The Poor Amendment Act of 1834 (promoting both individualism and capitalism within 19th century Britain society) withheld a heavy impact to the country's poverty relief system. It stipulated that the poor could only receive government assistance if they moved into government workhouses. Although propitious in theory, the law contained many flaws within its structure, and in return, its detriment towards the British working class inspired many forms of social criticism. Elizabeth Gaskell's North and South, and Charles Dickens' Oliver Twist for example, provide a contrast to the portrayal of different people relying on these government institutions, while also staying true to the cruelties and struggles they had to face against their authorities.
Both Gaskell and Dickens share similarities between their criticisms of the Poor Amendment Act, however, the two authors differ in their choice of tone between the depictions of the types of people within the working class. For example, in Oliver Twist, Dickens supports more naturalistic characterization of his characters (notably those in the criminal world) where they are governed by their instincts, passions, and environment. This not only portrays Dickens' characters as more one-dimensional and somewhat cartoonish, but it also promotes a deterministic take on the workers' state, where these matters of instincts and social environments "fix their lives". For example, characters like Nancy were written to be bound to the criminal world 'til death. Although she had sympathetic qualities due the misogynic treatment she fell victim to, and had played a maternal role in Oliver's life, she still could not escape the cruelties despite her somewhat redeeming qualities.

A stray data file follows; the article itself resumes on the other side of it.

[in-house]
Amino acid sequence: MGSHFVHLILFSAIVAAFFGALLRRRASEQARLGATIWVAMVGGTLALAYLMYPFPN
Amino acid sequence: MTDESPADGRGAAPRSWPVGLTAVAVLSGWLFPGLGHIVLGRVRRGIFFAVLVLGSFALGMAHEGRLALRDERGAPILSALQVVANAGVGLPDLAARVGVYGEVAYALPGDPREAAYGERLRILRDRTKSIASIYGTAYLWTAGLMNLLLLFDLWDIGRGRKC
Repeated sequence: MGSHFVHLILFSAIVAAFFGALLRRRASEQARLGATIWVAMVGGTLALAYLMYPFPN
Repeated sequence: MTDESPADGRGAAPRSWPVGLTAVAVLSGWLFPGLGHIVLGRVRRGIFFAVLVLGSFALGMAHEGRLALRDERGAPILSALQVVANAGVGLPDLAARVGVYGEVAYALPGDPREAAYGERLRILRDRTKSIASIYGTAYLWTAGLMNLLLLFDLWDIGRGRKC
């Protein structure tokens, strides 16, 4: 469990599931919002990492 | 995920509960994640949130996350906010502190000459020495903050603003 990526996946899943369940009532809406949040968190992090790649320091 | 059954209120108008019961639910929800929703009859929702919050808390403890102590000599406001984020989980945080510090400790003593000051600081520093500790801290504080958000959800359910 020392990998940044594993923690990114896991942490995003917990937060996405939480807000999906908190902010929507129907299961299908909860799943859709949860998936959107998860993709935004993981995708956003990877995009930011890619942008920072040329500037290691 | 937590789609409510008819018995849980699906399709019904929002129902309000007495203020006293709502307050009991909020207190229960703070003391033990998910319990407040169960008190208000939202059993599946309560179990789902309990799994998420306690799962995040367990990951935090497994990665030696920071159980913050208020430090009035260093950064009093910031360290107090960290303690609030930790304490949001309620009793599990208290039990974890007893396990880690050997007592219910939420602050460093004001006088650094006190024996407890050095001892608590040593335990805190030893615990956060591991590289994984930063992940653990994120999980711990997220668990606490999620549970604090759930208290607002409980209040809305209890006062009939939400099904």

In contrast to this, Gaskell decided to take a different approach to the characterization of her working class characters. Although realism is not exactly found in the implausible outcome of Margaret's and Thornton's happy ending, it is seemingly found within the characterization of the middle class.